You know how to read the face of the sky, but you cannot read the signs of the times. Mt. C. 16, V. 3
The Thomas O’Meara and Paul Philibert book, Scanning the Signs of the Times, provides sketches of seven French Dominicans who contributed the theological base for Vatican II. (see blog posting-1/28/2015) One important question that a reader might ask: is the French Saulchoir Dominican Studium also the incubator for Gustavo Gutierrez’ Liberation Theology? The O’Meara Philibert book, Scanning, notes Gustavo Gutierrez was one of the ‘important theological personalities’ that studied at Le Saulchoir. (Scanning – p. 22)
After he finished his studies Gutierrez followed the path of the Saulchoir worker priests to live and work in a slum area of Lima, Peru.
A look at two themes of Liberation theology shows the influence of Le Saulchoir. Let us consider the locus of theology and liberation.
The Locus of Theology
The Scanning article on Le Saulchoir founder M.D. Chenu states,
Chenu had come to understand that the locus of theology, the place where theological reflection emerges, is the convergence between the living faith of believers and their confrontation with the changing world. (Scanning p. 38)
What is the ‘locus’ for Liberation Theology? Gustavo Gutierrez in, A Theology of Liberation, quotes Le Saulchoir professor Yves Congar:
Seen as a whole, the direction of theological thinking has been characterized by a transference away from attention to the being per se of supernatural realities, and toward attention to their relationship with man, the world, and with the problems and affirmations of all those who for us represent others. (A Theology of Liberation, p. 7)
There is no horizontalism in this approach. It is simply a question of the rediscovery of the indissoluble unity of man and God. (Ibid.p. 8)
The conclusion is “…the very life of the Church appears ever more clearly as locus theologicus.” (ibid. p. 8) “Theology follows, it is the second step…Theology does not produce pastoral activity; rather it reflects on it. (ibid p. 11) Gustavo Gutierrez, the student of Le Saulchoir explained the role of theology as expressed by fire of faith and revolution in Latin America.
Le Saulchoir Dominican Luis-Joseph Lebret, who had a dominant influence on the Vatican II document Gaudium et Spes, was asked by Paul VI to help with a new encyclical on development. (Scanning, p.73) Lebret agreed and the new encyclical was known as Populorum Progressio. The encyclical signaled an important change in Catholic Social Teaching in that it encompassed global problems of poverty and the responsibility of the rich countries to the poor. Development in the poor countries was advocated. Some were dissatisfied with the term development since it seemed to sanction the system that brought about poverty. All that was needed was some adjustment. But why should poor countries look to the rich countries as a model? The rich countries also had their poor; are bourgeois values really the answer?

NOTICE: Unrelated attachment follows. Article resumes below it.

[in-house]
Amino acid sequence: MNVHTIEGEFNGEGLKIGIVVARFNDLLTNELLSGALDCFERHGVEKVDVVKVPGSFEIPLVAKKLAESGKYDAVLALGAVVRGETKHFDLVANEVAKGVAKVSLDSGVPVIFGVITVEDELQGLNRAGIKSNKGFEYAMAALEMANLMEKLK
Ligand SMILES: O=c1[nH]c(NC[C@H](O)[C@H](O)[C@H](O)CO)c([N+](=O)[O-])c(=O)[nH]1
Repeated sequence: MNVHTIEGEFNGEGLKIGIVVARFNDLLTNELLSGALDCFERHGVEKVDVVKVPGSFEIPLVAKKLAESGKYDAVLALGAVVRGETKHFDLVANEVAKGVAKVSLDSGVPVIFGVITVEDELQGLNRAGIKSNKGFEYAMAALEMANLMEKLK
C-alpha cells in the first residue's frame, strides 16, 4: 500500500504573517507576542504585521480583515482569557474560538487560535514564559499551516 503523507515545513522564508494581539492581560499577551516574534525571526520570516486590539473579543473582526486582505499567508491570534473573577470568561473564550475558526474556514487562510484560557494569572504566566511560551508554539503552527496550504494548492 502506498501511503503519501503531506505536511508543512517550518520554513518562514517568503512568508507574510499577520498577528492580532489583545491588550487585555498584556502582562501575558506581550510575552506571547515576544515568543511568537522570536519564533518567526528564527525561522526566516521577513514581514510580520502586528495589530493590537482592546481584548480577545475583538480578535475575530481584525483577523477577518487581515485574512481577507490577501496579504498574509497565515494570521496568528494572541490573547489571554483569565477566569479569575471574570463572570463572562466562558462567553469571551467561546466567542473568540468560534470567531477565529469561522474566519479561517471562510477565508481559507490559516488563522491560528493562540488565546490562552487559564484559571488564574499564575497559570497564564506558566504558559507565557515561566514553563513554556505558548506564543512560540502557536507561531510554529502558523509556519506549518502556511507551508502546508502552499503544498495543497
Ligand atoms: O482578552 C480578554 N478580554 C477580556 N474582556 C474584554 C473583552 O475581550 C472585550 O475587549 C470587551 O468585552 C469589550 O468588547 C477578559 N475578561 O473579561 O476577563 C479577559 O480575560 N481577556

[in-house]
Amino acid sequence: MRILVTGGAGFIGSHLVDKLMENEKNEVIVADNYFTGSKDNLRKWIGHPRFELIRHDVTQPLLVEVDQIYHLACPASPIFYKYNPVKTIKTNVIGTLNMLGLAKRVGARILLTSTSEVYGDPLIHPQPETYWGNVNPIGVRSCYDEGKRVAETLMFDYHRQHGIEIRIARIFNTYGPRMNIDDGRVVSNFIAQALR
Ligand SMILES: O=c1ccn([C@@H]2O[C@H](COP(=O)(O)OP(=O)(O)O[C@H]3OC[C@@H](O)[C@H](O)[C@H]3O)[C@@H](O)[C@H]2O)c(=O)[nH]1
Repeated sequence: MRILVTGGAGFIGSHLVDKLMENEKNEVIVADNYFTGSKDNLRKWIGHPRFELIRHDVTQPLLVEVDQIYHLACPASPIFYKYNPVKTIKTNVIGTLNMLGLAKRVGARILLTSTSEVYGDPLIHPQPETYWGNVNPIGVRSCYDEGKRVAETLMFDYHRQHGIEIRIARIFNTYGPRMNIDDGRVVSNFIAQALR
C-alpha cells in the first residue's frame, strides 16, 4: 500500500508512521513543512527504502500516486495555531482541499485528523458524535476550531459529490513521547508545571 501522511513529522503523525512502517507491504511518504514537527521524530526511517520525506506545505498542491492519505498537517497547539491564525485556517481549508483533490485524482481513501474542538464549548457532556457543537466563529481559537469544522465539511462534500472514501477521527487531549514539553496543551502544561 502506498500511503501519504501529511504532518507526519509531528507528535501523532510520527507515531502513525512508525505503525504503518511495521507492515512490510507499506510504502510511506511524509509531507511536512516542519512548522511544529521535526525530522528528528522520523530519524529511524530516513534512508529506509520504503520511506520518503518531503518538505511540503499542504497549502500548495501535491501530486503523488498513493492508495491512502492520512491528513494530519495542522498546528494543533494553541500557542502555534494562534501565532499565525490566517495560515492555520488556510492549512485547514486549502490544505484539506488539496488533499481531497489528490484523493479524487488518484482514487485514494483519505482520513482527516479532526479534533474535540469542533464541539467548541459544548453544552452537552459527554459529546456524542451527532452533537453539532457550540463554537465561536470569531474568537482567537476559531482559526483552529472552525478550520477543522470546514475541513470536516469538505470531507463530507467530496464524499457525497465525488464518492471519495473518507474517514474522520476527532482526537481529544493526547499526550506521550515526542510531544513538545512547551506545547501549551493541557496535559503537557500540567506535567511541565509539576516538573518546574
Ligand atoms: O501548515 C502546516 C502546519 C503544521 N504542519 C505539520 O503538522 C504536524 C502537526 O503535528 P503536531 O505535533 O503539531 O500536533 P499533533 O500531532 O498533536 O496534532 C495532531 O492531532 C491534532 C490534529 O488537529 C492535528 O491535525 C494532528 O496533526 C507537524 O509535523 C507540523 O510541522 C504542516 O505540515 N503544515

Gustavo Gutierrez replies,
The encyclical Populorum Progessio is a transitional document. …ultimately it addresses itself to the great ones of this world to carry out the necessary changes. … The outright use of the language of liberation would have given a more decided and direct thrust in favor of the oppressed, encouraging them to break with their present situation and break with their own destiny. (A Theology of Liberation, p. 34-35)
When and where did the notion of liberation enter the discussion. The Saulchoir Dominicans were Thomists but open to other philosophical viewpoints on freedom. Gutierrez knew Kant, Hegel and Marx. But what about liberation; where did this term appear? Congar’s work, Chistianisme et Liberation,is cited three times in Gutierrez’ book, A Theology of Liberation. Is this the source for the theology that dramatically changed Catholic Social Teaching?
But scripture is the base for the construction of liberation theology. The prime importance of scripture is from Le Saulchoir. Scanning … reports, that Le Saulchoir produced scripture scholars Benoit and deVaux, who achieved fame for their work at the Ecole Biblique, which was founded by Marie-Joseph LaGrange, O.P. of the Toulouse province. (p. xvi & p. 22) Gutierrez built the foundation of Liberation Theology on the book of Exodus. Gutierrez explains,
The Exodus experience is paradigmatic. It remains vital and contemporary due to similar historical experiences which the people of God undergo. (A Theology of Liberation, p. 159)
Also consider Gutierrez statement in: the post Puebla Conference book, We Drink From Our Own Wells.
Liberation is an all- embracing process that leaves no dimension of human life untouched, because when all is said and done it expresses the saving action of God in history. (p. 2)
A Theology of Liberation, offers a further explanation to keep in mind.
The liberation of Israel is a political action. It is the breaking away from a situation of despoliation and misery and the beginning of the construction of a just and fraternal society. (p. 155)
Gutierrez references Le Saulchoir scholors Congar (Christianisme and Liberation, (p. 181) and deVaux (p.224) to support his position.
We can easily trace Vatican II and Liberation Theology (also M. Fox’ Creation Theology) back to Le Saulchoir, but Le Saulchoir faculties of theology and philosophy closed in 1974, a sign of the times. What is the future of theology the struggle for social justice and its understanding through the eyes of faith?